Coming back up the hill, there was an innocuous "Twang!" noise from somewhere down in the engine room. The back wheel abruptly stopped turning, so I got off to see what the problem was. In fact, there were about four or five separate problems, each one of which had caused another failure to follow it until the back end of the bike looked like this:


The back wheel that has slipped out of alignment, the derailleur caught in the back wheel, the chain down the back of the cassette - all these things are fixable. But if you look closely, you'll see that the drop out - the little yellow 'C' shaped bit of metal that holds the back axle - has peeled open. You might want to amuse yourself by zooming in on the earlier photo to see whether you can spot any evidence of the whole back end falling apart; I know I have.

The drop out's going to need replacing, and I'm not sure what The Langsett Guide to Frugal Bicycling says about damage to frames which would cost more to repair than a replacement frame would cost to buy. The Free Bike is up on the repair stand at the moment waiting for me to work out how to deal with the fact that it suddenly is not free at all.

Monday, 28 April 2014

Pendle Witches - the trial

Outside the pub, Sean's immaculate TI-Raleigh was leaning against a wall, gleaming red, yellow and black in the watery sunshine. Someone had kindly pinned a gradient profile for the route up on the door - it looked like a particularly vicious set of shark's teeth. There was a massive point somewhere near the middle - Waddington Fell. This had utterly humbled me two years before. I ended up walking up the thing in the rain and the fog, thinking I'd reached the top three times but each time finding more hill beyond the false summit. Still, at least I could see why my legs had thrown the towel in.

Inside the pub, there was a fire going, vintage bikes on display and free brews getting handed out. But it was nearly time for the off, so I went outside and lined up the Aerospace with a pride of beautiful vintage bikes. There was Mark's Daccordi, a spotless Hetchins in black and red, and a couple of burgundy Carltons. Lightweight British bikes are often covered in the heraldry and gothic detailing of the middle ages, so we looked a little like a bunch of knights getting ready for a cavalry charge.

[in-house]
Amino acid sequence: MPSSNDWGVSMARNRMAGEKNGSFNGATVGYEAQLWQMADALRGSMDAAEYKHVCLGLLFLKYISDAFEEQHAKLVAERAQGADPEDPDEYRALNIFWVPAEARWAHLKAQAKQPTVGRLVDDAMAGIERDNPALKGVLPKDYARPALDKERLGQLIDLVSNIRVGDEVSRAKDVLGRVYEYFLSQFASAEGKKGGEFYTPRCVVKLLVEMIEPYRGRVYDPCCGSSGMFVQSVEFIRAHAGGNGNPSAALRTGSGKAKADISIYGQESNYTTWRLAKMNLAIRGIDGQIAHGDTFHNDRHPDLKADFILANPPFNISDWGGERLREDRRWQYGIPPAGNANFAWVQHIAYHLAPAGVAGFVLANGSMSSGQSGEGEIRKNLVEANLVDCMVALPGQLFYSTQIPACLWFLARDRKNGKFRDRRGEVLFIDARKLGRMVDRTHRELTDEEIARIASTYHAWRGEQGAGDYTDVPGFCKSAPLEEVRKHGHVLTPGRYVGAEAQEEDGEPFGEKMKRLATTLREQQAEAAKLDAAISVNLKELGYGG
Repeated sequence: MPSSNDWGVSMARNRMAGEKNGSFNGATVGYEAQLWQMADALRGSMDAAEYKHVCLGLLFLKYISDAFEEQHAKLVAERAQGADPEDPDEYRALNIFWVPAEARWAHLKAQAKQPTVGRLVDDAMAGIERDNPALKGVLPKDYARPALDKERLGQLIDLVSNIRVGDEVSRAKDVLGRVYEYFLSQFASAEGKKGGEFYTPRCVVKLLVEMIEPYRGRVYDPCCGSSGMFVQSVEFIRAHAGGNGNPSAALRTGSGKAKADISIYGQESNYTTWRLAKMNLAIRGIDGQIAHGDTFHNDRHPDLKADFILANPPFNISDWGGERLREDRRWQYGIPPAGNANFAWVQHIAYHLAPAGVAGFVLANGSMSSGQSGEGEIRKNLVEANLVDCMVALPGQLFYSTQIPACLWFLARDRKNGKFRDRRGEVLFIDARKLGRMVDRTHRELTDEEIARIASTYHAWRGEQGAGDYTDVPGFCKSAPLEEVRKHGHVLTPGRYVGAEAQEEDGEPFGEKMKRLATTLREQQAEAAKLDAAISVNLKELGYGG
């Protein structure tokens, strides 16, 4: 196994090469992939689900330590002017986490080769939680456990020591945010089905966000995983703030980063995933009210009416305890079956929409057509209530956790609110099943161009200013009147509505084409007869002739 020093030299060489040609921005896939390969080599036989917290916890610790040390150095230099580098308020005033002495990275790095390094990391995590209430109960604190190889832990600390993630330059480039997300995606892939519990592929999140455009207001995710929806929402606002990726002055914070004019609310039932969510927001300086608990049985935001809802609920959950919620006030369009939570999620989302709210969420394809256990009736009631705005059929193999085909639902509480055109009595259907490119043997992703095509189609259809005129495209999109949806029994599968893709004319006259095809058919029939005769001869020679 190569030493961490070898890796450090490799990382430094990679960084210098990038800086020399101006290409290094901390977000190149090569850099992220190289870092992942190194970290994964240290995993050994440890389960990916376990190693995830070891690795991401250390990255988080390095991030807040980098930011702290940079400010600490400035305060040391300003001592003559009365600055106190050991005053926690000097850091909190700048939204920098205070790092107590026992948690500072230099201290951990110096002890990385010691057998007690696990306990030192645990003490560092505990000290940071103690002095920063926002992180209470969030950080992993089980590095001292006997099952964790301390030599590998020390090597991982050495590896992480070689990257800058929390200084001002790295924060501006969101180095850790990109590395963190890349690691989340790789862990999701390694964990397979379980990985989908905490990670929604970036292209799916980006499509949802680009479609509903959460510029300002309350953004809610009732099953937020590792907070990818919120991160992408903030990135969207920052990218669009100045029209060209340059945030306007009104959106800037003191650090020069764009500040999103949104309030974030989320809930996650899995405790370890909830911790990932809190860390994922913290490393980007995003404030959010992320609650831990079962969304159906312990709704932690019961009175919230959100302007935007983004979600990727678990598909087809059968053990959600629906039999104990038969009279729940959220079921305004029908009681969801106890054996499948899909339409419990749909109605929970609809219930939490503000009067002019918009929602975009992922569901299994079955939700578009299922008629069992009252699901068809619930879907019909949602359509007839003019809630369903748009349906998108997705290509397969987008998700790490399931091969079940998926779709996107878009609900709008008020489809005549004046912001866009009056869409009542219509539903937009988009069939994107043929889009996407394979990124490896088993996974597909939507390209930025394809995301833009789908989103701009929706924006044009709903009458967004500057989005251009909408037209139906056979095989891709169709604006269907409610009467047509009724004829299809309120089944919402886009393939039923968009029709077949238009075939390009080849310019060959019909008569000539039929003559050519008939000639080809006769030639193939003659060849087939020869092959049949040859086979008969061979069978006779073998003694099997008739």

Not all of the townsfolk of Rawtenstall were pleased to see this beautiful collection of classic machinery. While we were lining up, a Nissan Micra pulled to a halt. The window rolled down, and a visible fog of Lynx Africa wafted out. One spark would have seen the whole lot engulfed in a massive fireball.

"Is there a bike race today?" asked the panicked, but extremely well deodorised lad driving. I said that there was. "Are they closing the roads? Only I'm moving house!" I assured the gentlemen that the highway would remain open, and returned to my pre-ride prep of noting everyone else's sensibly sized chainrings.

There was a lad on the PA system giving a blow by blow account of the route; the only words that lodged were "tailwind to help you up the last hill..." I'll have that! I thought, losing myself in a sunny daydream of being gently wafted up the last hill before the finish. Then it was time to go.

The cruel, energy sapping evil of the route comes from that gradient profile. Even while you're steaming up the first hill out of Rawtenstall, feeling a hundred feet tall and like you have literally had all of your Weetabix, the gradient is taxing your muscles and stealing calories which you will need later on. I got a bit carried away and tried a bit of a break away, getting wound in about ten seconds later by a group lead by Daniel and Zena on the Hetchins and a lovely blue Roberts. We summited - and there was a miniature Burnley and Padiham down at the bottom of the valley, backed by green and brown hills.


(Childzy's picture of Burnley from Wikipedia)

This is the good bit: I got my head down and shoved the gear lever forward, listening to the "...clatter bang! clatter bang!" of the chain jumping all the way over to the fast cog. I booted the Viscount up to 35 - 40 mph and screamed down the hill. It was still early, and the roads were totally clear. We raced through Padiham and climbed out of the valley. This was steeper than the first climb, and I had the Viscount in the lowest gear all the way up.

Cresting the top of the hill gives you your first view of the Nick O'Pendle. This brutal hill climb looks like a grey stripe painted up a green wall. Looking at it from across the valley, there is no indication that it is anything other than vertical. The sun was out, and it all looked glorious. Hard on the brakes, all the way down the hill into the tiny village of Sabden, a place presumably entirely inhabited by people who enjoy witnessing human suffering close up.